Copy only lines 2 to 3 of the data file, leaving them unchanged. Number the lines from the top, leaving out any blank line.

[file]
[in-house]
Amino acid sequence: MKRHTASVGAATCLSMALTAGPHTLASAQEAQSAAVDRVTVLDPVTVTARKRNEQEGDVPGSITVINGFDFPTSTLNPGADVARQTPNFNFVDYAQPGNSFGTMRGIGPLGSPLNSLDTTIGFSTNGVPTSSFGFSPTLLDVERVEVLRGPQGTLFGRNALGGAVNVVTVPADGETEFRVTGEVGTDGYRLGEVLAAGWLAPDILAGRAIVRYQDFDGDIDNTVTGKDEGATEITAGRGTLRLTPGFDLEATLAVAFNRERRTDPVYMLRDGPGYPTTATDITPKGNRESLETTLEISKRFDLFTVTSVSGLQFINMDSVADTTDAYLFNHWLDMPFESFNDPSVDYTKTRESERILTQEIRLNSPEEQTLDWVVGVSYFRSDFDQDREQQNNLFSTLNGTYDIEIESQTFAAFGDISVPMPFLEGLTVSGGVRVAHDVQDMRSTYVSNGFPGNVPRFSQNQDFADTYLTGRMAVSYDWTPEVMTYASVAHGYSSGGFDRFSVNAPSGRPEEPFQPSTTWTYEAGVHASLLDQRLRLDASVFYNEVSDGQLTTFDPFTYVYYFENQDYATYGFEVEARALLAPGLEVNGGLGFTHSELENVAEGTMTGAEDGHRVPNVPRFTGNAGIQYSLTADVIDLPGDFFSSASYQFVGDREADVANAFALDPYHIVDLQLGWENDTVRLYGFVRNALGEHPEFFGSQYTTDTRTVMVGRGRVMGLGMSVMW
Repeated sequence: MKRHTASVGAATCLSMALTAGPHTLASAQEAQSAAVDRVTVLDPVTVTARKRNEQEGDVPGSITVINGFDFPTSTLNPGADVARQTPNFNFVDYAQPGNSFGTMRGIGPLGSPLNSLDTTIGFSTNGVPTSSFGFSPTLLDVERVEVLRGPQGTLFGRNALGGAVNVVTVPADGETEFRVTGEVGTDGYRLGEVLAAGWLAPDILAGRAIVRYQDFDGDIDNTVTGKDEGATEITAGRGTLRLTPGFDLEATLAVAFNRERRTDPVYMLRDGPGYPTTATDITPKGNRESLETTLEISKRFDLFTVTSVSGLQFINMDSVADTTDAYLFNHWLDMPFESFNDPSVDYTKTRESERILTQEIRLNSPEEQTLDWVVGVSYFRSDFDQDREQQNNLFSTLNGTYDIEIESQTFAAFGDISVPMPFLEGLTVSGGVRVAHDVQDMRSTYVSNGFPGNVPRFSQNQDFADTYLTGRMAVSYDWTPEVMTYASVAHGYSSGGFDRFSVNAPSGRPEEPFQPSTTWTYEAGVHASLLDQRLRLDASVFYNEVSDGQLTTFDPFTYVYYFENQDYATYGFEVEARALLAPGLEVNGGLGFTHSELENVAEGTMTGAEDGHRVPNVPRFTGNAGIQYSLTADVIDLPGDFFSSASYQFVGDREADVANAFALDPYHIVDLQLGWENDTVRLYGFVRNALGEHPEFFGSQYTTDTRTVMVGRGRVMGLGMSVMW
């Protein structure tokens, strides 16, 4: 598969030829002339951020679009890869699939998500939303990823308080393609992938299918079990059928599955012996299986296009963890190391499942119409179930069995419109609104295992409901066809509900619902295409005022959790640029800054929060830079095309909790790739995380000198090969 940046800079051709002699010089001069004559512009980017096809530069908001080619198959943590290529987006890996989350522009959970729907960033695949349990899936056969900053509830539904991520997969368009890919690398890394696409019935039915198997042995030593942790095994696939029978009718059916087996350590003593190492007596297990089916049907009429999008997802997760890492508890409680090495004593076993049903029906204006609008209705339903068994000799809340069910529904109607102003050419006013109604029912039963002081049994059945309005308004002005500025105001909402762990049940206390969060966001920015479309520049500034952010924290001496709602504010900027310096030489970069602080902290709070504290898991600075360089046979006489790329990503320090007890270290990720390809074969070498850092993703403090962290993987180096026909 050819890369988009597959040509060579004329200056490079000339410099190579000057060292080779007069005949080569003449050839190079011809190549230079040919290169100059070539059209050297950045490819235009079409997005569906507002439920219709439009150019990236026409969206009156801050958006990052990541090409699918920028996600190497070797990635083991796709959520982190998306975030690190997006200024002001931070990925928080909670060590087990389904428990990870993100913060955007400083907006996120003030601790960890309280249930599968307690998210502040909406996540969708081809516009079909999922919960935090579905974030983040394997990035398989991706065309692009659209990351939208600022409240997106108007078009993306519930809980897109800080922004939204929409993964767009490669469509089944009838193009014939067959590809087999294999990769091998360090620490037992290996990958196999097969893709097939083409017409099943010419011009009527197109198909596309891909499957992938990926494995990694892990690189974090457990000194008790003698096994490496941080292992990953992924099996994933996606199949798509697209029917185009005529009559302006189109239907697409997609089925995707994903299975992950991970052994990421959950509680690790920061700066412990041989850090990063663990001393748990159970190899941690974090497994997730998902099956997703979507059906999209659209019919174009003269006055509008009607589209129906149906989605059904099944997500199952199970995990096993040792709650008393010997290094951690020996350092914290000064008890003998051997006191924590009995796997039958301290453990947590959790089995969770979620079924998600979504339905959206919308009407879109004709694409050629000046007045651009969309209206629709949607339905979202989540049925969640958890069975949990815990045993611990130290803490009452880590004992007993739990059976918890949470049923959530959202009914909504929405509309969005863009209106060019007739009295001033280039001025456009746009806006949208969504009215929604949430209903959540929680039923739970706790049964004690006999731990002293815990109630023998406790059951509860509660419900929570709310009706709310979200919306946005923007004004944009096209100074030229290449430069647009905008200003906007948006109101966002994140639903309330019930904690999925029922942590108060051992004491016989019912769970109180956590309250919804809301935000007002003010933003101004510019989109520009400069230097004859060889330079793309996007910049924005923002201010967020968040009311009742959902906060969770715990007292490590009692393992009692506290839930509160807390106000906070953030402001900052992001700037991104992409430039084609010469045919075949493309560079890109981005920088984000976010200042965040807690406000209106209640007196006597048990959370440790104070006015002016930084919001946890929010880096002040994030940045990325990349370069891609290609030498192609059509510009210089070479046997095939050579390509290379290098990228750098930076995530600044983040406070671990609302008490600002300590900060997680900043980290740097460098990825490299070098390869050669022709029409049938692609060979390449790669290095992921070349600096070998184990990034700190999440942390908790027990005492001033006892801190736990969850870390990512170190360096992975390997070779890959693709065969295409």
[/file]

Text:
Amino acid sequence: MKRHTASVGAATCLSMALTAGPHTLASAQEAQSAAVDRVTVLDPVTVTARKRNEQEGDVPGSITVINGFDFPTSTLNPGADVARQTPNFNFVDYAQPGNSFGTMRGIGPLGSPLNSLDTTIGFSTNGVPTSSFGFSPTLLDVERVEVLRGPQGTLFGRNALGGAVNVVTVPADGETEFRVTGEVGTDGYRLGEVLAAGWLAPDILAGRAIVRYQDFDGDIDNTVTGKDEGATEITAGRGTLRLTPGFDLEATLAVAFNRERRTDPVYMLRDGPGYPTTATDITPKGNRESLETTLEISKRFDLFTVTSVSGLQFINMDSVADTTDAYLFNHWLDMPFESFNDPSVDYTKTRESERILTQEIRLNSPEEQTLDWVVGVSYFRSDFDQDREQQNNLFSTLNGTYDIEIESQTFAAFGDISVPMPFLEGLTVSGGVRVAHDVQDMRSTYVSNGFPGNVPRFSQNQDFADTYLTGRMAVSYDWTPEVMTYASVAHGYSSGGFDRFSVNAPSGRPEEPFQPSTTWTYEAGVHASLLDQRLRLDASVFYNEVSDGQLTTFDPFTYVYYFENQDYATYGFEVEARALLAPGLEVNGGLGFTHSELENVAEGTMTGAEDGHRVPNVPRFTGNAGIQYSLTADVIDLPGDFFSSASYQFVGDREADVANAFALDPYHIVDLQLGWENDTVRLYGFVRNALGEHPEFFGSQYTTDTRTVMVGRGRVMGLGMSVMW
Repeated sequence: MKRHTASVGAATCLSMALTAGPHTLASAQEAQSAAVDRVTVLDPVTVTARKRNEQEGDVPGSITVINGFDFPTSTLNPGADVARQTPNFNFVDYAQPGNSFGTMRGIGPLGSPLNSLDTTIGFSTNGVPTSSFGFSPTLLDVERVEVLRGPQGTLFGRNALGGAVNVVTVPADGETEFRVTGEVGTDGYRLGEVLAAGWLAPDILAGRAIVRYQDFDGDIDNTVTGKDEGATEITAGRGTLRLTPGFDLEATLAVAFNRERRTDPVYMLRDGPGYPTTATDITPKGNRESLETTLEISKRFDLFTVTSVSGLQFINMDSVADTTDAYLFNHWLDMPFESFNDPSVDYTKTRESERILTQEIRLNSPEEQTLDWVVGVSYFRSDFDQDREQQNNLFSTLNGTYDIEIESQTFAAFGDISVPMPFLEGLTVSGGVRVAHDVQDMRSTYVSNGFPGNVPRFSQNQDFADTYLTGRMAVSYDWTPEVMTYASVAHGYSSGGFDRFSVNAPSGRPEEPFQPSTTWTYEAGVHASLLDQRLRLDASVFYNEVSDGQLTTFDPFTYVYYFENQDYATYGFEVEARALLAPGLEVNGGLGFTHSELENVAEGTMTGAEDGHRVPNVPRFTGNAGIQYSLTADVIDLPGDFFSSASYQFVGDREADVANAFALDPYHIVDLQLGWENDTVRLYGFVRNALGEHPEFFGSQYTTDTRTVMVGRGRVMGLGMSVMW